After today, however, it will be more difficult for them to get away with it.

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Phony family 'expert' gets grilled at DOMA hearing and other Wednesday midday news briefs

The Congressional hearing concerning DOMA is happening now (and is probably over by the time you read this entry) and from what I understand, reports are Focus on the Family's Tom Minnery had a bad time of it. First, Sen. Al Franken (D-MN) made mincemeat of his bad reading of studies:

You think Sen. Franken reads this blog? Okay that was ostentatious but I couldn't help myself.

And then to make matters worse for Minnery, Sen. Patrick Leahy (D-VT) got him to admit that children in same-sex households (and there are a lot of them) are disadvantaged by a lack of protection for their families:

To read the full stories with the videos, you can go to ThinkProgress for the Franken/Minnery exchange and the Leahy/Minnery exchange.

Also check out -  Why Focus On The Family’s ‘Fatherless’ Studies Are Irrelevant To DOMA

In other news . . .

 Is Grassley Hinting That Maggie Gallagher Was Too Scared To Testify Against DOMA? - While I think that it is Maggie Gallagher he is talking about, I also think her reasoning is phony. She had no problem speaking at the DOMA hearing led by Republicans earlier this year.

Ghana Regional Minister Orders All Gays Arrested - Pray for our brothers and sisters caught in the grip of this madness.

Barber: Gays Don't Want The White Picket Fence, They Want To Burn It Down - An day old entry but I haven't picked on Matt Barber in a while.

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NOM's new mailer is full of old lies

The National Organization for Marriage has gone over the top in it's silly attack on marriage equality in New York with its new mailer. The mailer targets several NY senators who voted for marriage equality. Here is just a sample of one:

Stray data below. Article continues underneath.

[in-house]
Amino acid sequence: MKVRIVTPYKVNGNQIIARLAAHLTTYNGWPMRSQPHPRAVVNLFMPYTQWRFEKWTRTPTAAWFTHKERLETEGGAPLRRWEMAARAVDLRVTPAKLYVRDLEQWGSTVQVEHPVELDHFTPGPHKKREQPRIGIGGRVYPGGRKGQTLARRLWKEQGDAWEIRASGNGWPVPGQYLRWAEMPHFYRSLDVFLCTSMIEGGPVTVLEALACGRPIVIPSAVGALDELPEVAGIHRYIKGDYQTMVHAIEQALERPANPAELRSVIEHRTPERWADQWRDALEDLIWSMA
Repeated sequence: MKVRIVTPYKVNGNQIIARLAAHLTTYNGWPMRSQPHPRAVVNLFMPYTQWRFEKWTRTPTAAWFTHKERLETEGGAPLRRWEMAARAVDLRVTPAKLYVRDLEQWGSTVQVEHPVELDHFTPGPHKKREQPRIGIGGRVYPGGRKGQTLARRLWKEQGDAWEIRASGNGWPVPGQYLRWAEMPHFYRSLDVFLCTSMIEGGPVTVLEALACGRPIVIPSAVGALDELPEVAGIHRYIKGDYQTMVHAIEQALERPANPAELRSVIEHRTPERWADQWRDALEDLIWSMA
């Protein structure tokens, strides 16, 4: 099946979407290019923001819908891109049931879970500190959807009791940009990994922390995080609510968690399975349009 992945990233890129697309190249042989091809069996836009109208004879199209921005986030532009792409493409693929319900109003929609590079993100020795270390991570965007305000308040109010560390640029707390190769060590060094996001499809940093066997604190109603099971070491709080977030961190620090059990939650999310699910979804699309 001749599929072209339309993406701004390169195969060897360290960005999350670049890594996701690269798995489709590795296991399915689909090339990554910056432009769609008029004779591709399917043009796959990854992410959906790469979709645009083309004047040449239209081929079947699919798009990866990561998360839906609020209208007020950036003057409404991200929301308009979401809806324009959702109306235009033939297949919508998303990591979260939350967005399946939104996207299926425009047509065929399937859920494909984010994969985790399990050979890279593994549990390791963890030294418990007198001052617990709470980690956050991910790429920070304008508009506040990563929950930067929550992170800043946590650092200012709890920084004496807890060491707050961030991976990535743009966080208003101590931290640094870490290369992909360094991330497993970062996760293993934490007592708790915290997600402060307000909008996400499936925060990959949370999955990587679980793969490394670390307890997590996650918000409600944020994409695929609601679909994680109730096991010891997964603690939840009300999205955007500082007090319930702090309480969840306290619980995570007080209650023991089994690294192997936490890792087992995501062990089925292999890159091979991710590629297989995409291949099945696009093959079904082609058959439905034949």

Comparing a Senator who changed his mind and voted for marriage equality to Benedict Arnold (the treacherous general who was going to turn over West Point to the British during the American Revolution) is a bit tacky and over the top, especially when one remembers who NOM flocked to the side of Maryland Rep. Sam Arora earlier this year when he decided that he was going to vote against marriage equality in that state after campaigning for the issue.

Now the second part of the mailer is the same mess we can expect from NOM - i.e. gay marriage will harm everyone's rights and will hurt children:

My apologies if you can't read this but that's not my fault. That is how the ad has been posted online, as if NOM intentionally made parts of it difficult to read. But allow me to read some of the claims to you (and refute them of course):

NOM claim - Massachusetts second graders were taught in class that boys could marry boys. They were force-fed a book called King & King about a prince who married another prince. Federal courts rule that parents had no right to object.

Truth - NOM's continued use of this claim demonstrates the organization's willingness to deceive. Originally NOM was claiming this:

"Massachusetts’ public schools teach kids as young as kindergartners about gay marriage. Parents have no legal right to object!"

But the organization was called out for lying by the site Politifact. So it seems that NOM has retooled this claim by use of clever semantics.  If we are to believe that children are "force-fed" ideas by simply having a story read to them in class, then I hate to think of what NOM thinks of  Hansel and Gretel or Little Red Riding Hood.

NOM claim - California kindergartners were taken, during school hours, to a lesbian wedding. The school called it a teachable moment.

Truth - NOM conveniently omits that the students obtained their parents' permission to attend this event.

NOM claim - California schools invited a gender diversity consultant into fourth grade classes to teach children that they can choose to be a boy, girl, or be both genders!

Truth - First of all, NOM is overstating the lessons for the sake of hysteria. Secondly, again NOM omitted the fact that parents were given prior notice and had to give their permission for the students to attend the lesson.

NOM claim - Catholic charities in Massachusetts, Washington, D.C. and Illinois have been forced to close their adoption agencies because they believe that children should have both a mother and a father.

Truth - Of course NOM again is not telling the full story The fact that these agencies receive tax dollars while using discriminatory practices (not allowing gay or lesbian couples to adopt) is the problem at the crux of the issue.

All in all, NOM's mailer adds up to tacky images and gross lies created to scare folks into standing against marriage equality.

In other words, business as usual for the organization.